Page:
To use silica gel to reduce humidity, simply grab some bags of it and place them in the damp areas of your basement. It will begin to suck up the moisture immediately.

  1. Install a fan

Ventilation is a great way to keep your basement free of moisture, but adding a fan to the mix will give you better results.

If you don’t already have a fan in your basement, then buy and install one today. You can leave it on for as long as the room is humid.

A ceiling fan mounted in the center is highly recommended in this case, as rotating standing fans cannot cover the full diameter of the basement. The ceiling fan can evenly distribute the breeze and dry every area of the basement at the same time.

Fans are not expensive and can be bought at any home improvement store.

  1. Vent the steam to the outside

Venting the steam to the outside of the basement is another tactic you can use to keep your basement dry. Consider it a small, low-budget investment that will keep you comfortable and spare you from moisture problems in the future.

Keep in mind that if the steam is vented inside, it would mean excess condensation when it cools off. This will affect your basement walls, ceiling, and floors.

This will lead to the formation of mold and efflorescence, which you will still have to take care of sooner or later.

  1. Spread wet clothes outside

If you do your laundry in the basement, then it would be wise to spread them out in the sun when you’re done washing.

If you leave your wet clothes to dry indoors, it means the moisture that escapes from your clothes will land on another area of the basement. It could be the walls, couch, woodwork, or carpet.

Another advantage of drying your wet clothes outside is that your dryer will not be overworked. This means you will not only be extending the lifespan of the dryer, but you’ll also be cutting down on electricity bills as well.

Lastly, drying your wet clothes in the sun is a good way to sterilize them from germs or fungi.

  1. Always keep the air conditioning on

Once you have figured out the room temperature that is right for you, you can set your AC to that temperature and let it run for a few hours. If possible, leave it on for a whole day.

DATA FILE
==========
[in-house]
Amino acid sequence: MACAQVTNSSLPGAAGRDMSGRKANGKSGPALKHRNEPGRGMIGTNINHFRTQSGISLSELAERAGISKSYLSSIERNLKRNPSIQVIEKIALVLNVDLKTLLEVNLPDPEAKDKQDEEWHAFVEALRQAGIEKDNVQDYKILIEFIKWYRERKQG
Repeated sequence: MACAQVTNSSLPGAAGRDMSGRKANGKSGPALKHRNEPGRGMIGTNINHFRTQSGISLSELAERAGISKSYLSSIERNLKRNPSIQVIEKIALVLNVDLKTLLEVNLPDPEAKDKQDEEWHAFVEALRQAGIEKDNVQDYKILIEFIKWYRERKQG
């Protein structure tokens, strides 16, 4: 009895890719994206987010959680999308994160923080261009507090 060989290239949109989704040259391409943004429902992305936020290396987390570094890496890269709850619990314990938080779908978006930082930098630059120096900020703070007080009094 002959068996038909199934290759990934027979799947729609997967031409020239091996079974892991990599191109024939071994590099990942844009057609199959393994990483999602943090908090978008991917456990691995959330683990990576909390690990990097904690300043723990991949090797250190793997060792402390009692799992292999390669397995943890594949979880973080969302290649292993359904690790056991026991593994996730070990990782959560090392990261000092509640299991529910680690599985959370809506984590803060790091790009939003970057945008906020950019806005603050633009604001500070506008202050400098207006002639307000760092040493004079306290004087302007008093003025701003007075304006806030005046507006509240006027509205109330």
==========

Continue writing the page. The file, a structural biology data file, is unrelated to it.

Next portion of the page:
A properly sized AC will have a decent cycle time, which means it is built to be used frequently and dehumidify your basement.

  1. Take Cool showers

If you must take a hot shower, then do so in a bathroom outside the basement. Why you may ask? I’ll tell you.

When you take a hot shower, the hot water produces steam, which will be released into the air, cool off, and fall as water droplets. If you were to take a hot shower in the basement, the steam would condense right there, and all the water droplets will fall on your carpet, basement walls, and furniture.

Obviously, this won’t keep your basement dry. But cool showers will.

There is no steamy water produced when you take a nice cold shower so there will be no condensation to worry about. If you find that the water is too cold, you can heat it slightly to a temperature that is just right for you, but it must not be hot.

If it is totally unavoidable that you take a hot shower in the basement, then make sure you do it fast. Once you’re done, ensure that you turn on the fans and open up the basement windows to dry up the soon-to-be condensed steam.

It would be nice if you set a bowl of crystal salt near the shower area to absorb moisture too.

  1. Close the cooking pot/pan while cooking on the stove

As you prepare that special dish of yours, ensure that the cooking pot or pan is closed. If you leave it open, all the steam from the food will be released into the air, and it will eventually condense and turn into water droplets.

Steam can stay in the air, but water droplets cannot do so once they are condensed. This means the droplets will land on any part of the basement where it cools off.

If the cooking pot is closed, all the steam will be trapped inside, and all the condemnation moisture will start to appear by the underside of the lid as you open it.

You can dispose of the condensed water after you are done cooking. Simply flip the lid upside down when opening so the condensed water doesn’t spill on the floor, then carefully move towards the sink area and dump it in.

An extra tip here is to leave the vent hood on as you cook. By doing so, you are expelling any steam that is escaping from the pot.

Conclusion

When you keep your basement dry, it will serve its purpose a whole lot better.

If you’re using it for storage, then you can be confident that your valuables won’t be soaked by a flood. The same goes for if it serves as a living space, your furniture will be spared from getting soaked and damaged.

Basement humidity can be a recurring problem for homeowners, especially those who live in humid areas. And one of the most commonly used devices in fighting basement humidity is a dehumidifier.

However, If you’re the type that doesn’t fancy using that many gadgets, then you can follow the steps in this article to help you get rid of humidity and keep your basement dry.

Remember to ventilate with dry air only, as wet air will only condense and leave moisture all over your basement. Don’t forget to keep steam away, which means zero hot baths and sealed pots while cooking.

Adding a fan and some crystal salt (or charcoal) will also help eliminate moisture. And while all these approaches are great, it would still be a good idea to buy a dehumidifier as added support!

So, guys, that’s how to keep your basement dry without a dehumidifier.

Thanks for reading!

Follow the tips in this article to keep your basement dry, and call on a professional if you need any help.

Thanks for reading!